Who owns the moon?

If you want to own a plot of lunar land, there are websites that will sell you one. Are those websites for real?

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Astronaut "Buzz" Aldrin Jr. poses for a photograph beside the U.S. flag deployed on the moon during the Apollo 11 mission on July 20, 1969. (AP Photo/NASA/Neil A. Armstrong)

This story is from The Pulse, a weekly health and science podcast.

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When Neil Armstrong and Buzz Aldrin landed on the moon 50 years ago, they planted an American flag to show the world that the United States got there first — and beat out the Russians. But that didn’t mean America could lay claim to the moon itself.

So, who owns the moon anyway?

About five years ago, Sam Grubbs of Leicester, England, got a birthday gift from a colleague. It came in a plain, brown cardboard box, but on the front it said, “ One Acre of Land on the Moon.”

Grubbs opened the box, and inside there was a certificate.

“Lunar Deed … this document represents the transfer of one acre of land on the surface of the Earth’s moon from Dennis M. Hope,” Grubbs read.

The land had been sold by a man named Dennis Hope, the alleged owner of the entire moon. And so Grubbs wondered: Who’s Dennis Hope, and how did he become the owner of the moon?

I tracked down Hope’s real estate company. It’s called the Lunar Embassy and says it’s the world’s top seller of land on the moon.

Why does it say that? Well, in 1980, Hope sent a letter to the United Nations, saying he was now the owner of the moon. The U.N. never responded, and so Hope just started selling the land.

Send $24.99 to the Lunar Embassy, and it will send you a certificate for one acre.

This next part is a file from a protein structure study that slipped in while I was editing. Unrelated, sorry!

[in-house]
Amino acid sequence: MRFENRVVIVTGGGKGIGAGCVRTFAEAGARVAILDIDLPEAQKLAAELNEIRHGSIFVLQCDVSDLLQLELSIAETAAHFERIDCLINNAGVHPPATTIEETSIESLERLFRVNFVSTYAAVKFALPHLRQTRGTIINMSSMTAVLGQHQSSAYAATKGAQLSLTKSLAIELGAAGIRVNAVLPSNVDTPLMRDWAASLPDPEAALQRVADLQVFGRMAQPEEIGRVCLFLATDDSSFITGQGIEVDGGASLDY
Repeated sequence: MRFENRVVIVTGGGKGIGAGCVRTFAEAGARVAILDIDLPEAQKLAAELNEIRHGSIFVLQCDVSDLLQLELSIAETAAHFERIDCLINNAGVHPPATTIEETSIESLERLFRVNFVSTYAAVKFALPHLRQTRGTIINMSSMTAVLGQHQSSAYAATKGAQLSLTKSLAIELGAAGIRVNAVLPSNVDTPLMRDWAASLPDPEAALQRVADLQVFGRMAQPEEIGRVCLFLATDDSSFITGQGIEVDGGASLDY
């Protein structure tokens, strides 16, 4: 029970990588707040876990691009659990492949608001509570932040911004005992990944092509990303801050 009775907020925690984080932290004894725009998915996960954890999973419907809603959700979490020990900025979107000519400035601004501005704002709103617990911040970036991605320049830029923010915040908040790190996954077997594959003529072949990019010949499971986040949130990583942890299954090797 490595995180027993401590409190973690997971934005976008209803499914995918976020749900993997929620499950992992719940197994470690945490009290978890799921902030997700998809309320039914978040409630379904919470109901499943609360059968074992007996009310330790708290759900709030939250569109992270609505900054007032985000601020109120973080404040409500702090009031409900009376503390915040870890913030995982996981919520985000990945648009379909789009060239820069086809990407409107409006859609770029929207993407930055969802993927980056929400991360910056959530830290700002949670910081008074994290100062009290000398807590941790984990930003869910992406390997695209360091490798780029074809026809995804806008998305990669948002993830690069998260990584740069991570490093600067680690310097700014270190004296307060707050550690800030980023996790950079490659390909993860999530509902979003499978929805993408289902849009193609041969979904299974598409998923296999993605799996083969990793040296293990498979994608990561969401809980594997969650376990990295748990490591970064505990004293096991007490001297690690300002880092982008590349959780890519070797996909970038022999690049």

Chris Lamar, CEO of Lunar Embassy and acting president of the Galactic Government, said some people have bought a lot more than one acre. They’ve paid over $25,000 for city-sized plots.

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“It’s the cheapest property in the whole solar system,” said Lamar.

Cheap? Maybe. But is it fair and legally possible to own a piece of the moon?

“No,” said Claire Finkelstein, a law professor at the University of Pennsylvania who works on international law.

I showed her the Lunar Embassy website, and she was horrified.

“This is a very strange claim,” Finkelstein said. “They can’t be anything but fraudulent.”

Most space-law experts agree. Finkelstein cited Article II of the 1967 Outer Space Treaty.

“Outer space, including the moon and other celestial bodies, is not subject to national appropriation by claim of sovereignty, by means of use or occupation or by any other means.”

Basically, the treaty says space belongs to everyone. It’s a global commons. And because governments can’t control land on the moon, individuals can’t own land on the moon. You need a government to recognize land ownership.

So even if you have lots of certificates from the Lunar Embassy or a similar site, Finkelstein said, those claims will never be recognized.

That should settle the question. Nobody owns the moon.

But Finkelstein said this idea that the moon and space belong to everybody is increasingly in danger. Not from shady real estate companies, but from governments.

“There are serious threats,” she said, “on the part of countries, to appropriate outer space.”

Countries like the U.S. and China are ramping up their interest in the moon and space again, for commercial and for military reasons. If some of those ambitions turn into reality, Finkelstein said, the outer space treaty could collapse.

“It is a concern.”

And if the treaty collapses, lunar land ownership could become a real thing. But that would be done by governments and big corporations, not the Lunar Embassy.

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